El Niño Watch - July 18, 2014
Professor & Extension Specialist - Climate Science
Department of Environmental Science
Dr. Crimmins is on the faculty of the Department of Environmental Science at the University of Arizona and is a Climate Science Extension Specialist for Arizona Cooperative Extension. In this position he provides climate science support to resource managers across Arizona by assessing information needs, synthesizing and transferring relevant research results, and conducting applied research projects. His extension and research work supports resource management across multiple sectors including rangelands, forests/wildfire, and water resources as well as informing policy and decision makers. This work aims to support managers by increasing climate science literacy as well as developing strategies to adapt to a changing climate. He also serves as a drought monitoring expert on the Arizona Governor’s Drought Task Force and has worked with counties across Arizona to implement drought preparedness and impact monitoring plans.
The El Niño event that has been anticipated for the past several months continues to suffer from stage fright; it has yet to fully materialize across the equatorial Pacific Ocean. Nonetheless, forecasts remain bullish that an El Niño will form in coming months, and consequently the El Niño Watch is still in place. Probabilities that an El Niño will fully materialize this fall and winter reach slightly more than 70 percent, according to the mid-July ENSO forecast issued by the NOAA-Climate Prediction Center (CPC) and the International Research Institute for Climate and Society (IRI; Figure 1). These high probabilities reflect above-average sea surface temperatures (SSTS) in the far eastern Pacific and weak westerly winds in the central Pacific. Belief that this event will evolve into a strong El Niño, however, has lost muster because SSTs have hovered slightly above average and not steadily climbed (Figure 2). In addition, the atmosphere has failed to cooperate in a manner consistent with above-average SSTs. For an El Niño to gain strength, the warming SSTs in the central Pacific need to be accompanied by a subsequent weakening of the easterly trade winds which, in turn, reinforce warm SSTs. The easterly winds have yet to slacken as much as expected.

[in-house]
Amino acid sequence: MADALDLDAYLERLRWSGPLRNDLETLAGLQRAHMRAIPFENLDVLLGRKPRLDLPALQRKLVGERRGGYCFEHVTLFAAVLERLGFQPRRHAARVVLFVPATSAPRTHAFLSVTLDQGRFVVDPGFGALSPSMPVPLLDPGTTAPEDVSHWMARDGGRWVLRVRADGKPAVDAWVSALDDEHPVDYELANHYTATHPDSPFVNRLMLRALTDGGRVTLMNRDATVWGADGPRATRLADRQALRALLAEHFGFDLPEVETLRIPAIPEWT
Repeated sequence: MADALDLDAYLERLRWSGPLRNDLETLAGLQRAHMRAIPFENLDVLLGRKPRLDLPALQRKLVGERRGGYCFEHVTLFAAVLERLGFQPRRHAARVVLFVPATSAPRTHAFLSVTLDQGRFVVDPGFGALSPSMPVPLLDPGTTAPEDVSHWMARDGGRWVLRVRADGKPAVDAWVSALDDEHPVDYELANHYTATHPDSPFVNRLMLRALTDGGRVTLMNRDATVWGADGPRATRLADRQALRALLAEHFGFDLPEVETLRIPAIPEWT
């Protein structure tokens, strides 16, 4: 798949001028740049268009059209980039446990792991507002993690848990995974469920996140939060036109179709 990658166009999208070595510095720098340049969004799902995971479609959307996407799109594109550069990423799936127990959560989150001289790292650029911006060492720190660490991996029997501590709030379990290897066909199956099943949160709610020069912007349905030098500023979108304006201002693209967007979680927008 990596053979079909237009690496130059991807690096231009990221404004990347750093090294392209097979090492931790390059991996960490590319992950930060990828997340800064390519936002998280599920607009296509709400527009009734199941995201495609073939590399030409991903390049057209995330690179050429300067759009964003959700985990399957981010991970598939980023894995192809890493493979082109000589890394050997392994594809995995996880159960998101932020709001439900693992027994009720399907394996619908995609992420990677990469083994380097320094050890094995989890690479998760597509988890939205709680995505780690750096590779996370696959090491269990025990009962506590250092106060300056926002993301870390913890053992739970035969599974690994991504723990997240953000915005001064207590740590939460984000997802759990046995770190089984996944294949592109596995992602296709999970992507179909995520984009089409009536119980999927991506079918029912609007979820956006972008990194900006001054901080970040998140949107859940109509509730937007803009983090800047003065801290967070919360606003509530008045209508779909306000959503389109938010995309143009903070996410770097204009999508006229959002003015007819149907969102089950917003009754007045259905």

Nonetheless, the CPC forecast suggests that both the ocean and atmosphere are transitioning to and ultimately will become an El Niño. Feeding this expectation is the observation that convection in the central Pacific has become more organized in recent weeks. This indicates a growing atmospheric connection with the SSTs that could eventually lead to a weakening of the trade winds. Moreover, many of the dynamical forecast models (those that included both ocean and atmosphere dynamics) suggest a rapid warming in the central Pacific during the August–October period, with the El Niño event peaking in mid-winter of 2014 and 2015. Although the ultimate strength and duration remains uncertain, a weak to moderate event appears the most likely outcome, and the CPC notes the possibility for a strong event has diminished greatly in the past several months.
El Niño events tend to bring wetter conditions to the Southwest during the winter (Figure 3), with moderate and strong events delivering higher chances for above-average precipitation. However, if the El Niño event is weak, the precipitation outlook for the upcoming fall and winter becomes more uncertain. The strength and duration of the event should become clearer over the next two months as ocean and atmosphere signals lock in to each other.